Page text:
Member states of the EU Council have approved the EU Taxonomy Climate Delegated Act today, enabling the regulation to take effect as of January 1, 2022, and marking a significant milestone in providing transparency to companies and investors.
The EU Taxonomy is part of the EU Action Plan on Sustainable Finance, established by the EU Technical Expert Group on Sustainable Finance’s (EU TEG). The taxonomy is a classification system enabling the categorization of economic activities that play key roles in contributing to at least one of six defined environmental objectives, and no significant harm done to the other objectives. The six objectives include climate change mitigation, climate change adaptation, sustainable use and protection of water and marine resources, transition to a circular economy, pollution prevention and control, and protection and restoration of biodiversity and ecosystems.
With the first delegated act approved today, the first two climate objectives will enter into implementation at the start of next year, enabling companies to begin reporting against the taxonomy, and for investors and financial market participants to prepare for upcoming SFDR disclosure requirements.
While the taxonomy regulation has been cleared to enter into law, the classification of some activities remains unclear. Specifically, the use of fossil-based natural gas as a transition fuel and nuclear energy as a clean energy source remain controversial. The act indicates that the assessment of nuclear energy as “climate neutral energy” is still ongoing, and that specific legislation relating to natural gas is being considered.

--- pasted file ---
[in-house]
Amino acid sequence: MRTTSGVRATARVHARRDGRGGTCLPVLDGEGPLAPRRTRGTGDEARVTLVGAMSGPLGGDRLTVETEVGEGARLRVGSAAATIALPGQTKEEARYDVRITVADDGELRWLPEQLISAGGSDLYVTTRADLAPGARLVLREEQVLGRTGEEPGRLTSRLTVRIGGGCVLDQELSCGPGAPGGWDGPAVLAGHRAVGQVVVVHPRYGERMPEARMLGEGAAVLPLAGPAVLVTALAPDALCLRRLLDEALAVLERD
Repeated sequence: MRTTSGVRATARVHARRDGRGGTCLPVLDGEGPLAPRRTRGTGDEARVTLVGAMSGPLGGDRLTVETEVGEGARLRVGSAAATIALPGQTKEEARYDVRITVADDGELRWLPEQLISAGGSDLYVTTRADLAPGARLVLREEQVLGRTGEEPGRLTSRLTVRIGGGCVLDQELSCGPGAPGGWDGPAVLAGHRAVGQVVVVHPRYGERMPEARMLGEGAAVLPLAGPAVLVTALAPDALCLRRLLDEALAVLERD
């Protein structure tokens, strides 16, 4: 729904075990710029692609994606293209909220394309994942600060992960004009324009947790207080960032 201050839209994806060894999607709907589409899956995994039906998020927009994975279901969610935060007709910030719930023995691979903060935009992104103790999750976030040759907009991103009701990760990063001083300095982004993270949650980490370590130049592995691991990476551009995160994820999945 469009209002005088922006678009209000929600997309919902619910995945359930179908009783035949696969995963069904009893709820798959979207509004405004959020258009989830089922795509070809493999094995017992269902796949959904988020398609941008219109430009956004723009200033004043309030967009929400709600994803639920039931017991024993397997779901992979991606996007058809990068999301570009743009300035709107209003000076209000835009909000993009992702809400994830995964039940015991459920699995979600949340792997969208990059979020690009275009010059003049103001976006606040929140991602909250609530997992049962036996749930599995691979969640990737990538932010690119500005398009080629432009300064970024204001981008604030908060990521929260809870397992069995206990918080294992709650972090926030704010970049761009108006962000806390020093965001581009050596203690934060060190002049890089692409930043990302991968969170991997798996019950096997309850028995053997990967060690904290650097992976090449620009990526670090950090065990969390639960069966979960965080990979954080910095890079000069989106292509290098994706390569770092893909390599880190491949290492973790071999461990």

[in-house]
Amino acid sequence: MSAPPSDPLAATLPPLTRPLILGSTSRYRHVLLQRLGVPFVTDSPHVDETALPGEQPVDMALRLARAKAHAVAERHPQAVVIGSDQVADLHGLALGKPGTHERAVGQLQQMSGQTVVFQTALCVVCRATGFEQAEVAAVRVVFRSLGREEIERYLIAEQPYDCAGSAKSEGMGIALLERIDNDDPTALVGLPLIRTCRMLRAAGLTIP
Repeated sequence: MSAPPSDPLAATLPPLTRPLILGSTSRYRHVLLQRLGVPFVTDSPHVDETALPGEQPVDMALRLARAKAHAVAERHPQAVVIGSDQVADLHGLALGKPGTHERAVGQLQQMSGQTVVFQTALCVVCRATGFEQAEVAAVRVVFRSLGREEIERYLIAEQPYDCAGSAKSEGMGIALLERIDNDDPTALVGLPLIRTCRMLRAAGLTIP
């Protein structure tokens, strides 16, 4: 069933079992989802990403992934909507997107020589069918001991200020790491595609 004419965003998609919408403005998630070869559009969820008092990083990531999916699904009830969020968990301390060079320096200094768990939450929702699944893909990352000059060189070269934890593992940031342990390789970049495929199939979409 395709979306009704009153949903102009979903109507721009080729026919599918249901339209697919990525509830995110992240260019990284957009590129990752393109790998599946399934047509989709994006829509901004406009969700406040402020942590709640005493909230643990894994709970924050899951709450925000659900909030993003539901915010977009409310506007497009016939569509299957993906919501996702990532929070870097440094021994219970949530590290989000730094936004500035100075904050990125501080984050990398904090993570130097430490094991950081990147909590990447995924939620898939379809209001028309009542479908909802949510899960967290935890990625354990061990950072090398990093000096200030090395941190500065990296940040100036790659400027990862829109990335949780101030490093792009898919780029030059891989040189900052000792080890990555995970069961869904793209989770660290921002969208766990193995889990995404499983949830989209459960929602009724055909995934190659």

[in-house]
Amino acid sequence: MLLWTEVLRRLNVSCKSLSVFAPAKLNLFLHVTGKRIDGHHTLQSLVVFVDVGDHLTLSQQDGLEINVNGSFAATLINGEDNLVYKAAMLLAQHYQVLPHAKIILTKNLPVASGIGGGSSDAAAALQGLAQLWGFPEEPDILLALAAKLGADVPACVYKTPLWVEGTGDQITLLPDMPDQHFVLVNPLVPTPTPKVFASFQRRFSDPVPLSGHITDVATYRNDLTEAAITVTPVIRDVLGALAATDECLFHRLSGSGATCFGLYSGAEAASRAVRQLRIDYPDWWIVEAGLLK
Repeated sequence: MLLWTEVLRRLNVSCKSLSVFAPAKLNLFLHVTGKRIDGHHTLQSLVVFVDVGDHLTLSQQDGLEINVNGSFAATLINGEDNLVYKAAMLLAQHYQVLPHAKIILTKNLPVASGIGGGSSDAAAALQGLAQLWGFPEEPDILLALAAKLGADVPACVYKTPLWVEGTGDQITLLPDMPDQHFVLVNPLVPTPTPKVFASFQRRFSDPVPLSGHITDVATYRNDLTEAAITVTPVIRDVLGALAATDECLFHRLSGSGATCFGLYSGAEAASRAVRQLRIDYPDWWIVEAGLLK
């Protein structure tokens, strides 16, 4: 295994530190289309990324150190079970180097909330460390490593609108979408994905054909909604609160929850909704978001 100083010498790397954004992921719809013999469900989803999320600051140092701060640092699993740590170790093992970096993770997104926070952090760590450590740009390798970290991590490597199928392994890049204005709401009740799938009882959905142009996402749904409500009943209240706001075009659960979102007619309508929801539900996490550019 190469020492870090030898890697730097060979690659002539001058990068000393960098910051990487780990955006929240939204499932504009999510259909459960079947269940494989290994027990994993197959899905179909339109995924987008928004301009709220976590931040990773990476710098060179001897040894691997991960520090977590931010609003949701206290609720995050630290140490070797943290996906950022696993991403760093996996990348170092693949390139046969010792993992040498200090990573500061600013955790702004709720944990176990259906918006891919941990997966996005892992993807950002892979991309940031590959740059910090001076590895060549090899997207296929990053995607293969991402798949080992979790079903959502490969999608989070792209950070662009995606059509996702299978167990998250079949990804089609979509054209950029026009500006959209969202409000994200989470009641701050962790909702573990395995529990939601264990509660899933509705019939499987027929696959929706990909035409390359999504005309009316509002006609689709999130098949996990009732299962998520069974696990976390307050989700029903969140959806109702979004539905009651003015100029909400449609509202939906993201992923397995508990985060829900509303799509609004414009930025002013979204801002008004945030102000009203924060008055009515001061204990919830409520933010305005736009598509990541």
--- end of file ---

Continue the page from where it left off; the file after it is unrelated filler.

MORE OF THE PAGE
In a statement Fiona Reynolds, CEO of the PRI said:
“The adoption of the first set of EU Taxonomy criteria is a significant achievement, as it sets into law for the first time a common understanding of which and to what extent activities covered are environmentally sustainable. It is now crucial that the EU Taxonomy technical screening criteria remain based on the best available scientific evidence. PRI will be attentive to a possible second delegated act that could cover nuclear energy and gas-fired power. Any proposal from the European Commission should consider investors need for objective criteria. Recognising activities that have a role in the transition, for example via an extension to the EU Sustainable Taxonomy, should be prioritised by EU policymakers.”
Sustainable investment association Eurosif also welcomed the adoption of the taxonomy regulation, while maintaining its stance that nuclear energy and natural gas should remain outside of the system’s clean energy classification in order for the EU’s sustainable finance agenda to retain credibility. In a statement following the adoption, Eurosif said:
“As Eurosif has already stated, inclusion of natural gas and nuclear energy would change the nature of the EU Taxonomy from a list of sustainable activities to a list of transitional activities. Even if these sectors may be needed in the short-term to secure energy supply, they will play a limited role in the energy transition in the longer term as pointed out by the IEA in its 2050 Net-Zero roadmap. Therefore, our view remains that they should ideally not be included in the Taxonomy as sustainable economic activities.”